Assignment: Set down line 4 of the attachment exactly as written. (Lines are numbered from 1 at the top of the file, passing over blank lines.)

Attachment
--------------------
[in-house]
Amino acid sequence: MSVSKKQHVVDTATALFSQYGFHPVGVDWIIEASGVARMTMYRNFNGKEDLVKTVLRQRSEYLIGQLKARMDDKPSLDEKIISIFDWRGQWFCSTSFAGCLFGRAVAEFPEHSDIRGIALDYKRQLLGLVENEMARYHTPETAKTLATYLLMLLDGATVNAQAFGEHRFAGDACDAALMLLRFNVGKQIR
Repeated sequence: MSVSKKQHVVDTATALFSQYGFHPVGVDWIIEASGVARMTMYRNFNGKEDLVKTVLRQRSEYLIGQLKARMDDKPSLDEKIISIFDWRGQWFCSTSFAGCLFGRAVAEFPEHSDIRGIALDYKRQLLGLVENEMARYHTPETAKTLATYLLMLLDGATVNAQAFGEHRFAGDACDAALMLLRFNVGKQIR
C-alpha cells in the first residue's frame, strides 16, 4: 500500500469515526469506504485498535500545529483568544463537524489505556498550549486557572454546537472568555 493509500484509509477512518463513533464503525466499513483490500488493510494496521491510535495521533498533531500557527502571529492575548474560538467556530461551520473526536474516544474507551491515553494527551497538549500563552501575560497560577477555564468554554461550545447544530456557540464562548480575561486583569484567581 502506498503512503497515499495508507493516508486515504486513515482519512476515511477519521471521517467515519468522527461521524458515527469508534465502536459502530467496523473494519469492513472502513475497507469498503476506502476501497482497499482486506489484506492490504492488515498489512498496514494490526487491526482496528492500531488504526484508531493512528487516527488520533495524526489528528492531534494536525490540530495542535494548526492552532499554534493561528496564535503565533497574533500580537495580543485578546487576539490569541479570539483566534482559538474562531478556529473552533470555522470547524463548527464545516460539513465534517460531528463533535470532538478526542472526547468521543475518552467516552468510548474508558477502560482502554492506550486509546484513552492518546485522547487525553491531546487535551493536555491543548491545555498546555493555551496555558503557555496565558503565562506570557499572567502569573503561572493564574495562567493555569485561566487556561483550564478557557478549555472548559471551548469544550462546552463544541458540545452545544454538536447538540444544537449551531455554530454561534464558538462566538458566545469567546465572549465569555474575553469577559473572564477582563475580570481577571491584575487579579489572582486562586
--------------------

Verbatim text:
C-alpha cells in the first residue's frame, strides 16, 4: 500500500469515526469506504485498535500545529483568544463537524489505556498550549486557572454546537472568555 493509500484509509477512518463513533464503525466499513483490500488493510494496521491510535495521533498533531500557527502571529492575548474560538467556530461551520473526536474516544474507551491515553494527551497538549500563552501575560497560577477555564468554554461550545447544530456557540464562548480575561486583569484567581 502506498503512503497515499495508507493516508486515504486513515482519512476515511477519521471521517467515519468522527461521524458515527469508534465502536459502530467496523473494519469492513472502513475497507469498503476506502476501497482497499482486506489484506492490504492488515498489512498496514494490526487491526482496528492500531488504526484508531493512528487516527488520533495524526489528528492531534494536525490540530495542535494548526492552532499554534493561528496564535503565533497574533500580537495580543485578546487576539490569541479570539483566534482559538474562531478556529473552533470555522470547524463548527464545516460539513465534517460531528463533535470532538478526542472526547468521543475518552467516552468510548474508558477502560482502554492506550486509546484513552492518546485522547487525553491531546487535551493536555491543548491545555498546555493555551496555558503557555496565558503565562506570557499572567502569573503561572493564574495562567493555569485561566487556561483550564478557557478549555472548559471551548469544550462546552463544541458540545452545544454538536447538540444544537449551531455554530454561534464558538462566538458566545469567546465572549465569555474575553469577559473572564477582563475580570481577571491584575487579579489572582486562586